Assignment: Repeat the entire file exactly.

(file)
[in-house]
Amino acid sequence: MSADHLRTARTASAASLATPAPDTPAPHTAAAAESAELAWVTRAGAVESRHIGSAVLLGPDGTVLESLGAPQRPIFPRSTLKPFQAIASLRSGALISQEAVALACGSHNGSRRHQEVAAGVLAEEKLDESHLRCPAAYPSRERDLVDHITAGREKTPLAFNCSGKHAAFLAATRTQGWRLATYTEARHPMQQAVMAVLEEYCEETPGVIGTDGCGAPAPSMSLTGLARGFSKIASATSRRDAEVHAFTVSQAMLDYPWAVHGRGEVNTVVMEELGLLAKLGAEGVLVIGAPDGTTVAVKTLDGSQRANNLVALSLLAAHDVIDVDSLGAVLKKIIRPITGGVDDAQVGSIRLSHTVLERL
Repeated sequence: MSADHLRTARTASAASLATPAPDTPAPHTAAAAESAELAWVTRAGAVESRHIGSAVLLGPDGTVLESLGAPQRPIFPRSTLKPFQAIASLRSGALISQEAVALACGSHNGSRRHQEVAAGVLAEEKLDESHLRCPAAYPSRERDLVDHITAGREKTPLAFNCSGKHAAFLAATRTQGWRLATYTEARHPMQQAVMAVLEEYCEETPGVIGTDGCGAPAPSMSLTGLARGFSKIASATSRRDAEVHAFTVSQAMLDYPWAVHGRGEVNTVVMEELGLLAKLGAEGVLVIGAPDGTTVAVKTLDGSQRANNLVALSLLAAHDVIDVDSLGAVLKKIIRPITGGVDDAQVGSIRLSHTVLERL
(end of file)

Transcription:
[in-house]
Amino acid sequence: MSADHLRTARTASAASLATPAPDTPAPHTAAAAESAELAWVTRAGAVESRHIGSAVLLGPDGTVLESLGAPQRPIFPRSTLKPFQAIASLRSGALISQEAVALACGSHNGSRRHQEVAAGVLAEEKLDESHLRCPAAYPSRERDLVDHITAGREKTPLAFNCSGKHAAFLAATRTQGWRLATYTEARHPMQQAVMAVLEEYCEETPGVIGTDGCGAPAPSMSLTGLARGFSKIASATSRRDAEVHAFTVSQAMLDYPWAVHGRGEVNTVVMEELGLLAKLGAEGVLVIGAPDGTTVAVKTLDGSQRANNLVALSLLAAHDVIDVDSLGAVLKKIIRPITGGVDDAQVGSIRLSHTVLERL
Repeated sequence: MSADHLRTARTASAASLATPAPDTPAPHTAAAAESAELAWVTRAGAVESRHIGSAVLLGPDGTVLESLGAPQRPIFPRSTLKPFQAIASLRSGALISQEAVALACGSHNGSRRHQEVAAGVLAEEKLDESHLRCPAAYPSRERDLVDHITAGREKTPLAFNCSGKHAAFLAATRTQGWRLATYTEARHPMQQAVMAVLEEYCEETPGVIGTDGCGAPAPSMSLTGLARGFSKIASATSRRDAEVHAFTVSQAMLDYPWAVHGRGEVNTVVMEELGLLAKLGAEGVLVIGAPDGTTVAVKTLDGSQRANNLVALSLLAAHDVIDVDSLGAVLKKIIRPITGGVDDAQVGSIRLSHTVLERL